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AMD and Intel have a formidable new foe but you’ll never guess who it is

(Image credit: Panumas Nikhomkhai / Pexels)

An unexpected rival has emerged that could give Intel and AMD a run for their money, at least in the very lucrative server and cloud computing market.

Amazon’s new Graviton2 CPU has been tested extensively by Andrei Frumusanu from our sister website AnandTech, and the results show this new kid on the block outstrips the incumbents when it comes to performance per dollar.

Graviton2 was tested against two other cloud computing resources offered by Amazon Web Services: the m5a (AMD EPYC 7571) and m5n (Intel Xeon Platinum 8259CL Cascade Lake). Andrei found it could offer savings of up to 54%, which he says represents "a massive shakeup for the AWS and EC2 ecosystem.”

Fine-tuned for AWS workloads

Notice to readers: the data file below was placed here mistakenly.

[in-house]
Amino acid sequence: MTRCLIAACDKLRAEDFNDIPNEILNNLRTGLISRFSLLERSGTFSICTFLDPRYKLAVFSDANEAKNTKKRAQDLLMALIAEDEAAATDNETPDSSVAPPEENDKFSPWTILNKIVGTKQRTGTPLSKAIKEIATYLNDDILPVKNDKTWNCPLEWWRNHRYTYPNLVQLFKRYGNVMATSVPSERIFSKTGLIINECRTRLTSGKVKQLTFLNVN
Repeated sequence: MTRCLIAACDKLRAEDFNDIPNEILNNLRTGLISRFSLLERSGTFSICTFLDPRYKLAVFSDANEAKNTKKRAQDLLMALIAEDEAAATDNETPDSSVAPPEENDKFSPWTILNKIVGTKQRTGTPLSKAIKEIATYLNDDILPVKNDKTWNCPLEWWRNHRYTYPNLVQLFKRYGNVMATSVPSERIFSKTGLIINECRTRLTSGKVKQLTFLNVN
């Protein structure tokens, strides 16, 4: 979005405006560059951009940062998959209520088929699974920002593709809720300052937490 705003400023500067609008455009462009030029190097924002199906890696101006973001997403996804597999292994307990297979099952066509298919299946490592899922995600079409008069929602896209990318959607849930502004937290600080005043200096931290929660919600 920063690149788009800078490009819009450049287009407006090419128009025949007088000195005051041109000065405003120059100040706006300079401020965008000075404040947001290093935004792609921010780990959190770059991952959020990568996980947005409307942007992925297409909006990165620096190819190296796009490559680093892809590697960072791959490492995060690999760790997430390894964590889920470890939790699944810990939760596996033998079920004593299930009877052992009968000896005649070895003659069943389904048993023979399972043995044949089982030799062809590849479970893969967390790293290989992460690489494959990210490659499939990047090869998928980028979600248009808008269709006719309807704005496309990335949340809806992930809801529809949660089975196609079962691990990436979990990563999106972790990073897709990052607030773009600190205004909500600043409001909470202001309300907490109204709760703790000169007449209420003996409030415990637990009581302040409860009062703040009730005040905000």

So, how did Amazon achieve these results? The chip comes from Annapurna Labs and packs 64 A76 ARM cores - similar to what you can find in a smartphone - with 33MB cache and a high clock speed. Amazon is Annapurna Labs' only customer (as its owner), which means the processor is extremely fine-tuned for AWS workloads.

According to Andrei, unless you're tied to the x86 platform, you'd be “stupid not to switch over to Graviton2 instances” once they become more widely available for everything from VPN (AWS VPN) to web hosting (AWS Light Sail).

For now, expect AMD’s EPYC2 processors to put up a bit of a fight - at least until Graviton3 lands.

Desire Athow

Managing Editor, TechRadar Pro

Désiré has been musing and writing about technology during a career spanning four decades. He dabbled in website building and web hosting when DHTML and frames were en vogue and started writing about the impact of technology on society just before the start of the Y2K hysteria at the turn of the last millennium. Then followed a weekly tech column in a local business magazine in Mauritius, a late night tech radio programme called Clicplus and a freelancing gig at the now-defunct, Theinquirer, with the legendary Mike Magee as mentor. Following an eight-year stint at ITProPortal.com where he discovered the joys of global techfests, Désiré now heads up TechRadar Pro. He has an affinity for anything hardware and staunchly refuses to stop writing reviews of obscure products or cover niche B2B software-as-a-service providers.